Poetic Justice Foundation | Eye of the ‘toolkit’ storm

The Poetic Justice Foundation (PJF), a Canada-based non-profit, has been at the centre of a roving investigation launched by Delhi Police regarding a social media campaign around the ongoing farmers agitation. It was founded in March 2020 by Canada-based Mo Dhaliwal, a digital brand strategist, and Anita Lal, a community relations specialist at a charitable organisation in Canada that provides low-interest microloans to skilled immigrants and refugees for education and career goals.

On her LinkedIn page, Ms. Lal writes that she is the “co-founder and Executive Director” of the PJF that promotes “anti-racist, anti-casteist and inclusive education, programming and dialogue”.

The PJF created an open user guide or the ‘toolkit’, suggesting hashtags and Twitter storm to create global awareness about the farmers’ protest. The user guide shared by Swedish environmentalist Greta Thunberg on her Twitter page on February 3 — which she deleted later, replacing it with another guide — convinced the police about an “international conspiracy” to sully India’s image. On February 4, the cyber cell of Delhi Police registered an FIR under sections 153A (promoting enmity between different groups), 124 A (sedition), 120 B (criminal conspiracy) of the Indian Penal Code based on the content of the toolkit.

Disha Ravi, a 22-year-old climate activist from Bengaluru who edited “two lines” in the online user guide, was arrested by police on February 14. Two others — Nikita Jacob, an advocate, and Shantanu Muluk, an engineer-turned-activist, are currently out on bail. The PJF’s website says that it challenges “structures of oppression and discrimination through inter sectional grassroots advocacy.”

‘Emotionally connected’

“Currently, we are most actively involved in the #FarmersProtest that has activated Indian diaspora worldwide,” the website says, referring to a page — AskIndiaWhy.com — that has been blocked in India. On February 6, the group issued a three-page statement denying that it coordinated with pop star “Rihanna, Greta Thunberg or any number of specific celebrities to tweet about the #FarmersProtest”.

The PJF said that it connected with like-minded people who were equally moved and “emotionally connected to the plight of our people in India” and saw that the diaspora struggled to “organise and galvanise support”.

“The materials we produced were made freely available for all. In fact, these materials are still available online. We didn’t take them down, because we believe in the work. There is no hate being propagated and we will never promote hate,” the PJF said.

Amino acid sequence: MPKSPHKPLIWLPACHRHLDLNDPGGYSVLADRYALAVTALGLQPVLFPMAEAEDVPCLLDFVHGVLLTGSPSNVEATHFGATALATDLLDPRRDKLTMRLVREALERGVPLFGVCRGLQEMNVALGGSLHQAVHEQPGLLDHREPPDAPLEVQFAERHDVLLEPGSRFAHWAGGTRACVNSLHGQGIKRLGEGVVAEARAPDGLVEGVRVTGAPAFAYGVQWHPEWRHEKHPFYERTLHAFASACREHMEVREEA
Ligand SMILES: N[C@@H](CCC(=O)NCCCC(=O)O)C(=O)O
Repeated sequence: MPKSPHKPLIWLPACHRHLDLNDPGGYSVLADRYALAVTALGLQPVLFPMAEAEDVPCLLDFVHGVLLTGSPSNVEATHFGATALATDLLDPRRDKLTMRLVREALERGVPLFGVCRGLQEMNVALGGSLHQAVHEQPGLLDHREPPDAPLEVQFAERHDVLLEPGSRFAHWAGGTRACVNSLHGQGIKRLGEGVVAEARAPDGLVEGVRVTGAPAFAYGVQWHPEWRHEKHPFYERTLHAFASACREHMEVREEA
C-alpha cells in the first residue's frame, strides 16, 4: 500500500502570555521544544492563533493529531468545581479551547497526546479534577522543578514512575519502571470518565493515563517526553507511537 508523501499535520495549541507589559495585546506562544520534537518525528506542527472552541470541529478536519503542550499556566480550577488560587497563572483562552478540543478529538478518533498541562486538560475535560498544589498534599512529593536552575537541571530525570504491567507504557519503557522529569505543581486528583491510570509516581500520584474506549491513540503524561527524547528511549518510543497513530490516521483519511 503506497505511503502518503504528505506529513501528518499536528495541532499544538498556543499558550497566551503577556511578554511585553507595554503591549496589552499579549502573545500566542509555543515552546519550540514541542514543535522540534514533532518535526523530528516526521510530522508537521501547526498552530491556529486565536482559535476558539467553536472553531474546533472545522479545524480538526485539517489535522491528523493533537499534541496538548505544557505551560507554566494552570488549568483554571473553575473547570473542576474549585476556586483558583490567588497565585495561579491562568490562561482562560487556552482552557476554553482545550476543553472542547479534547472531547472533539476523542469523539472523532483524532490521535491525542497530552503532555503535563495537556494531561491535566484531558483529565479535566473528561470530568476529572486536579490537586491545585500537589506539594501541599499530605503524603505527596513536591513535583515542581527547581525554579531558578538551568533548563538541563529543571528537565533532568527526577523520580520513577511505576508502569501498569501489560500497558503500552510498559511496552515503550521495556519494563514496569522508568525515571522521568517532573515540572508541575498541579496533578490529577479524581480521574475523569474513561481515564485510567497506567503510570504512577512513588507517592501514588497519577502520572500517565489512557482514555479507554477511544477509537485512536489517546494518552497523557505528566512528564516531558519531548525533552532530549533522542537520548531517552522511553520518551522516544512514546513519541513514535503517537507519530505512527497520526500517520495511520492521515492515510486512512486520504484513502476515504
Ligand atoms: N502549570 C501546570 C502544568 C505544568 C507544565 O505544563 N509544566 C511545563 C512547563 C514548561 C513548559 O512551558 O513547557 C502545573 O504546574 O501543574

It said that the PJF “did not coordinate any protest activities occurring within India…Up to India’s Republic Day, January 26th, 2021, and beyond — whether at Red Fort in Delhi or elsewhere in the country — we were not involved in directing or fomenting any protest activity of any sort within India.”

On January 9, Mr. Dhaliwal shared on his Facebook page that the PJF was developing campaign and media kits that are “simple, shareable and have a powerful messaging to arm our global sangat of organisers” as a network of youth organisers from around the world are signing on to organise a Global Day of Action — a protest and campaign triggered by the farmers protests to take place on January 26.

Delhi Police has alleged that the PJF is a “pro-Khalistani” organisation and the roles of all its founders and co-founders are under scanner. The PJF is not on the government’s list of banned terrorist or unlawful organisations in India. Its website and Twitter accounts are not blocked either.

The website’s registrant is Skyrocket Digital Inc, a digital branding platform in Canada of which Mr. Dhaliwal is a director. The Instagram page of Skyrocket says Jagmeet Singh, leader of the New Democratic Party (the first non-white to head a national political party in Canada) was elected in 2017 as its leader aided by the “Skyrocket-branded campaign slogan”, Love and Courage.

Mr. Dhaliwal did not respond to an interview request by The Hindu, claiming that he needs a few days at least as he was “inundated right now”. His Facebook profile says he lives in Vancouver and studied at University of British Columbia. Ms. Lal did not respond to an interview request sent on her LinkedIn page.

This story is available exclusively to The Hindu subscribers only.

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